JULY 21, 1967.
THE PEOPLE OF THE STATE OF ILLINOIS, PLAINTIFF-APPELLEE,
EARL KRAFT, DEFENDANT-APPELLANT.
Appeal from the Circuit Court of Stephenson County; the Hon.
JAMES M. THORP, Judge, presiding. Reversed.
MR. JUSTICE ABRAHAMSON DELIVERED THE OPINION OF THE COURT.
The defendant appeals from a judgment of the Circuit Court of Stephenson County, based on a jury verdict, which found him guilty of a violation of the Illinois Rabies Control Act and imposed a fine in the sum of $100, the maximum penalty provided by the Act.
Section 5 of the Rabies Control Act (Ill Rev Stats, 1965, c 8, § 23 (i)) provides in part as follows:
"Each calendar year, or at such intervals as may hereafter be promulgated by the Department, every owner of a dog, 4 months or more of age not confined at all times to an enclosed area, shall cause such dog to be inoculated against rabies by the Rabies Inspector, or by his deputy, or by any licensed veterinarian . . ."
Section 13 provides that a fine for the violation of the Act shall be not less than $25 nor more than $100.
Although several points are raised as possible grounds for reversal, we shall concern ourselves only with that portion of the Act that we have quoted.
Three witnesses testified for the State. A deputy from the County Rabies Inspector's office stated that he visited the defendant's farm on June 9, 1965, to inquire if their dog had been inoculated. He talked to a teenage daughter of the defendant at the farm house and learned that their dog had never been inoculated although it was over six years old. While he was speaking with the girl he heard a dog barking but did not see a dog or the defendant. He gave the girl a ticket that provided that the dog would have to be inoculated within 10 days.
The County Rabies Inspector and Veterinarian testified that he also visited the defendant's farm around the 7th of July as a routine procedure when the defendant failed to comply with the ticket. He also talked with the daughter and during his conversation he heard a dog barking but did not see it. The sounds of the barking, he stated, came from "outside the house in the yard towards the barn."
Marcine Kraft, the daughter of the defendant, testified that it was her dog and had never been inoculated. She further stated that the dog was kept in an old woodshed adjoining the barn behind the house. The shed had no door and could only be entered through a window about two to two and a half feet above the ground. The dog was tied by a chain to a wall in the back of the shed and, according to the girl, had never in its entire life been off the chain or out of the shed. The dog was fed by members of her family through the window which had no glass or other covering.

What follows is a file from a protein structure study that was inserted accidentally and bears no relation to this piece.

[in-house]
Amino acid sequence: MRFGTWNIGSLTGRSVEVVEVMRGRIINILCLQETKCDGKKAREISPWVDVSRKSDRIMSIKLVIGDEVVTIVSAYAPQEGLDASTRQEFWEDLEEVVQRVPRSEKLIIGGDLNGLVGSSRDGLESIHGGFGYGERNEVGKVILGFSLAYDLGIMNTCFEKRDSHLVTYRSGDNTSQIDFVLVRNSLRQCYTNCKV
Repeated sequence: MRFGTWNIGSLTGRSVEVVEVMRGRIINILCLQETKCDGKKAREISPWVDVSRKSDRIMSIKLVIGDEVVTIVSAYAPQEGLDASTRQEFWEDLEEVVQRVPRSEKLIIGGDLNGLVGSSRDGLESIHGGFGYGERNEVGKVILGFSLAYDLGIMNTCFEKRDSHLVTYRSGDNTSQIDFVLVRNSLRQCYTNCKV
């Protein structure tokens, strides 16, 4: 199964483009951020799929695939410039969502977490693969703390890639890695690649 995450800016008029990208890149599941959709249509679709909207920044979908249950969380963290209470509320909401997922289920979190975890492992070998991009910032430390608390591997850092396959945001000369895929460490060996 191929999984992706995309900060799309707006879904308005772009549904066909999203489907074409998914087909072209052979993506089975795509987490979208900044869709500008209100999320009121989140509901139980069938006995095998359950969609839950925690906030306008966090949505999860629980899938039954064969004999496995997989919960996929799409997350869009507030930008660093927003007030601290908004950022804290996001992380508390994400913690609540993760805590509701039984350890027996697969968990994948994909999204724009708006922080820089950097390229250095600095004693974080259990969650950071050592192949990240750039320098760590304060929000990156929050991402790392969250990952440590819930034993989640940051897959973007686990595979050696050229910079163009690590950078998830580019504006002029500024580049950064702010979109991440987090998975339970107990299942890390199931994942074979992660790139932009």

At the conclusion of this testimony, the defendant moved for a directed verdict. The motion was denied and when no defense was offered the jury returned a verdict of guilty and judgment was entered from which this appeal is prosecuted.
The defendant urges that the evidence thus adduced shows that his dog was "confined at all times to an enclosed area" and was therefore not subject to annual inoculation. The State, on the other hand, takes a position that the shed, as described by the girl, was not an "enclosure" as that term is used in the Rabies Control Act since the window had no covering and afforded access to the shed for all who chose to enter. The County Veterinarian testified that rabies was transmitted by numerous small animals that presumably could have entered the shed and passed the disease to the dog chained to the wall.
The term "enclosed area" as used in this Act has not previously been subject to judicial review. An "enclosure" has been defined as "something that encompasses, surrounds, shuts or fences in . . ." as it applies to an act relating to the prohibition of gambling devices. People v. McDonald, 26 Ill.2d 325, 330, 186 N.E.2d 303. The State urges that the title of the Rabies Control Act, "An act in relation to the control and prevention of rabies . . ." indicates a legislative intent that only those dogs that are entirely isolated from all possible outside contact are relieved of the necessity of annual inoculation. We cannot agree with such a severe interpretation.
A shed, with four walls, a floor and a roof, is obviously an "enclosed area" in any ordinary definition of that term. That the dog was confined to the shed is beyond argument since the only evidence on that point was that it was permanently chained to the wall. To accept the argument of the State would require that all dogs be annually inoculated unless they were permanently isolated from all possible contact.
If the Legislature had intended such a narrow exception to the requirement of inoculation it clearly would not have employed a term as broad as "enclosed area." Ordinarily, words or terms used in statutes must be given their ordinary and plain meaning unless such construction will obviously defeat the intention of the Legislature. Droste v. Kerner, 34 Ill.2d 495, 503, 217 N.E.2d 73; Nelson v. Union Wire Rope Corp., 31 Ill.2d 69, 100, 199 N.E.2d 769. We are unable to construe the term "enclosed area" to mean, for all practical purposes, a permanent quarantine.
We therefore conclude that the only evidence before the trial court indicated that the defendant's dog was "confined at all times to an enclosed area" and was not subject to annual inoculation. The motion for a directed verdict at the close of the State's case was improperly denied.
DAVIS, P.J. and MORAN, J., concur.
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